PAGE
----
Today, Genevieve is sharing her academic schedule with us. Genevieve is a physicist in Melbourne, Australia. She works in an area of medical physics, primarily looking at the lungs and brain. She’s on twitter, too: @LuminescentFish.
I’m a research assistant, paid out of a research grant awarded to a particular project. That means all of my time goes towards research. I don’t have to carve out time for research from other commitments, a luxury of sorts in academia. This is a big contrast to the way my supervisors spend their time, with lots of meetings, supervision and grant writing to take care of.
Arriving at work, I dump my coat on the spare chair, make myself a mug of tea and fire up my email. That’s how most mornings go. For me, there’s no shortage of time for focused research work. Typically I will work on one or two major tasks for a project that day, but will have three or four things going at any one time. Keeping a running list of priorities (like Adam’s list) is necessary so I don’t get sucked into just the problem I’ve been working on for the last three hours.
Day to day, I have a lot of freedom and flexibility in choosing what to work on when. I do a lot of writing code and image analysis. Occasionally I make computer simulations to confirm theoretical approaches, and to test the stability of the algorithm (by adding noise, etc.) before putting it to the test with real data.
I will often re-do an analysis two or three times. Because there’s another complicating factor we hadn’t thought of, or because we need to rule out the possibility of a mistake in the code, or one of a hundred other good reasons. Or I will repeat the same analysis many times, but varying the parameters slightly each time, so we can see how stable it is as a practical solution when someone else tries it. You have to be good with frustration. Things don’t work, and don’t work, and don’t work some more sometimes.
There's also churning through the tedious tasks that need to be done before I can look for signs in the data to back up a shiny, exciting new idea. And because I’m an assistant, that means I do all the data crunching that I haven’t yet figured out how to automate. Bit by bit, I am trying to put in the time to automate these tasks. It gets tricky though, trying to balance the potential long term gain against a short term time sink when there are other pressing things to do.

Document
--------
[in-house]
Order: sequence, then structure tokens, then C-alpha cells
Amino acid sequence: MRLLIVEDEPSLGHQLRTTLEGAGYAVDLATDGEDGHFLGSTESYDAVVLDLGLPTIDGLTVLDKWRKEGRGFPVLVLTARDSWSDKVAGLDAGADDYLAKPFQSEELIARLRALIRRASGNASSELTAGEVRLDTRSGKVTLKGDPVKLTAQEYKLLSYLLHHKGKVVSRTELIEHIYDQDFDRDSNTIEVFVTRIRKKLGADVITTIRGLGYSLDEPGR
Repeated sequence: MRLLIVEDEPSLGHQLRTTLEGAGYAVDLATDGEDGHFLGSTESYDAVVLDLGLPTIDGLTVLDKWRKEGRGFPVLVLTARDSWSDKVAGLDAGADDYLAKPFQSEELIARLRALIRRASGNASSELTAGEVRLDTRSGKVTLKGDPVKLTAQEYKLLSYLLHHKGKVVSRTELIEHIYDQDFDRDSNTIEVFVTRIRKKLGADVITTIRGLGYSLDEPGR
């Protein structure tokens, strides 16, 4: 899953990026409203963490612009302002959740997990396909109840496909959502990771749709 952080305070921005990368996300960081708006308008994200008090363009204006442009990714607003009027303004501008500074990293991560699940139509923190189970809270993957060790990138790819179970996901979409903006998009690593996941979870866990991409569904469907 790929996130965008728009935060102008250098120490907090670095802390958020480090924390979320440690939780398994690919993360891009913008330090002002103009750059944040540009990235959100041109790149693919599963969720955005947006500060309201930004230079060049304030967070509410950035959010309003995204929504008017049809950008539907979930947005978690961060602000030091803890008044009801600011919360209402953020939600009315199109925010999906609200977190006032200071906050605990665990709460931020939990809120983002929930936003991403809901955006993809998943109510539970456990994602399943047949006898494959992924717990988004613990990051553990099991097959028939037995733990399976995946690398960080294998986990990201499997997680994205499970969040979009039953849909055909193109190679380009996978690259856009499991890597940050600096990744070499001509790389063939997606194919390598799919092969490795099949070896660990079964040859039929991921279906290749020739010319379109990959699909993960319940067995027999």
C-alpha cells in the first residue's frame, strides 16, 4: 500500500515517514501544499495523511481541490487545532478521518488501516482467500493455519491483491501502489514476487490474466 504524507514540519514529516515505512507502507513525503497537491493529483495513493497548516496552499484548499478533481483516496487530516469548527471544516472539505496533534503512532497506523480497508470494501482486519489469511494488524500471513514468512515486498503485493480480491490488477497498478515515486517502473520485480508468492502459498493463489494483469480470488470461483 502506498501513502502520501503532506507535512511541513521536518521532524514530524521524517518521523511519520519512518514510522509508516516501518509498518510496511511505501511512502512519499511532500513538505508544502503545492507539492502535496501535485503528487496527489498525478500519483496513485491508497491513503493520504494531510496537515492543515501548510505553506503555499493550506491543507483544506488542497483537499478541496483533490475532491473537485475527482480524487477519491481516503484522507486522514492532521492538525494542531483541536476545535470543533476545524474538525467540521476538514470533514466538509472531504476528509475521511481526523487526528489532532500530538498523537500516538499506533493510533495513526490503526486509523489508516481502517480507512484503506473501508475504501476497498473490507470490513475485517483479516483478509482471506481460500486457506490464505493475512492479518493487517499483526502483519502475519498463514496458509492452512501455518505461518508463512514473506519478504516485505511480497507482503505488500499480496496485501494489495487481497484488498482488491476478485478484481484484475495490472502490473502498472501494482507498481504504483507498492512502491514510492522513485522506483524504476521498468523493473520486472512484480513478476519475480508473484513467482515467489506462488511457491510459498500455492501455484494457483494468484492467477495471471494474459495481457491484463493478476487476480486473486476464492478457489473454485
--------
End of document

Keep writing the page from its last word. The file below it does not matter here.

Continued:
Finally, there is the ever-growing digital pile of papers I mean to read in more detail but haven’t yet. I am good at keeping tabs on what is coming out in new journal issues, but not so good about following through with a close, detailed read of all the papers that seemed valuable on the first skim through. This is perhaps the single common thread among all academic schedules: there are always more papers to read than time available!
But there are larger rhythms to my academic schedule. We are ramping up to our busy season now, in fact, and this yearly ebb and flow governs everything else. Our research group is a large multidisciplinary collaboration, including physicists, engineers, biologists and medical doctors. While there are a few labs on campus where we sometimes do experiments, the bulk of our experimental data comes from synchrotron X-ray sources, which we travel to once or twice a year.
When it’s on, it’s on! Long hours, crappy cafeteria food, you name it. Having a good research group where people get along well with one another is critical for making this work. You love it or hate it, really. I must be one of the nuttier ones, because I keep coming back. The data you take now will be what you have to work with for the next six or so months, so you have to make it count. The beamlines are on 24/7 and so, more or less, we are too.
Then, once we have schlepped home several terabytes of experimental data, there’s a flurry of activity making sure it’s backed up on the network, beginning to pre-process the data, and settling back into the usual rhythm of things. Arriving at work, dumping my coat on the chair, making a mug of tea, and firing up my email...